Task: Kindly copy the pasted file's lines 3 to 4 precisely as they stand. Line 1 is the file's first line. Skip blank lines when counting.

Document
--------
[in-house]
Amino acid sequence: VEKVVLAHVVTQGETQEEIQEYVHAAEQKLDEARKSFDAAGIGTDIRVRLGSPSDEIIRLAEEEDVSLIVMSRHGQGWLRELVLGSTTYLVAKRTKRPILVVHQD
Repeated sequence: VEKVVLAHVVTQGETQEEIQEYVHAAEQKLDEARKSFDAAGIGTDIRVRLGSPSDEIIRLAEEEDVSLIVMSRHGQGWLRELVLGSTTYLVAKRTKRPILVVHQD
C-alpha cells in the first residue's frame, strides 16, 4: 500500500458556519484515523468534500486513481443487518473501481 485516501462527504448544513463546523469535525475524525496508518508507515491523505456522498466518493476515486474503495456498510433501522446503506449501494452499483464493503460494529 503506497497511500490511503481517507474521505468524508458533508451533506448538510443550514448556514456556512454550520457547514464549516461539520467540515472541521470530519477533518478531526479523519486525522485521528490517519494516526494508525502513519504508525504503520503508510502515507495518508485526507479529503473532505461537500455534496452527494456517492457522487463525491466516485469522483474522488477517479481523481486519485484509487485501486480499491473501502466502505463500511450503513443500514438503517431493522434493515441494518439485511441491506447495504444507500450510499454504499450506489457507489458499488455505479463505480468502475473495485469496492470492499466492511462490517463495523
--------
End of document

Repeated sequence: VEKVVLAHVVTQGETQEEIQEYVHAAEQKLDEARKSFDAAGIGTDIRVRLGSPSDEIIRLAEEEDVSLIVMSRHGQGWLRELVLGSTTYLVAKRTKRPILVVHQD
C-alpha cells in the first residue's frame, strides 16, 4: 500500500458556519484515523468534500486513481443487518473501481 485516501462527504448544513463546523469535525475524525496508518508507515491523505456522498466518493476515486474503495456498510433501522446503506449501494452499483464493503460494529 503506497497511500490511503481517507474521505468524508458533508451533506448538510443550514448556514456556512454550520457547514464549516461539520467540515472541521470530519477533518478531526479523519486525522485521528490517519494516526494508525502513519504508525504503520503508510502515507495518508485526507479529503473532505461537500455534496452527494456517492457522487463525491466516485469522483474522488477517479481523481486519485484509487485501486480499491473501502466502505463500511450503513443500514438503517431493522434493515441494518439485511441491506447495504444507500450510499454504499450506489457507489458499488455505479463505480468502475473495485469496492470492499466492511462490517463495523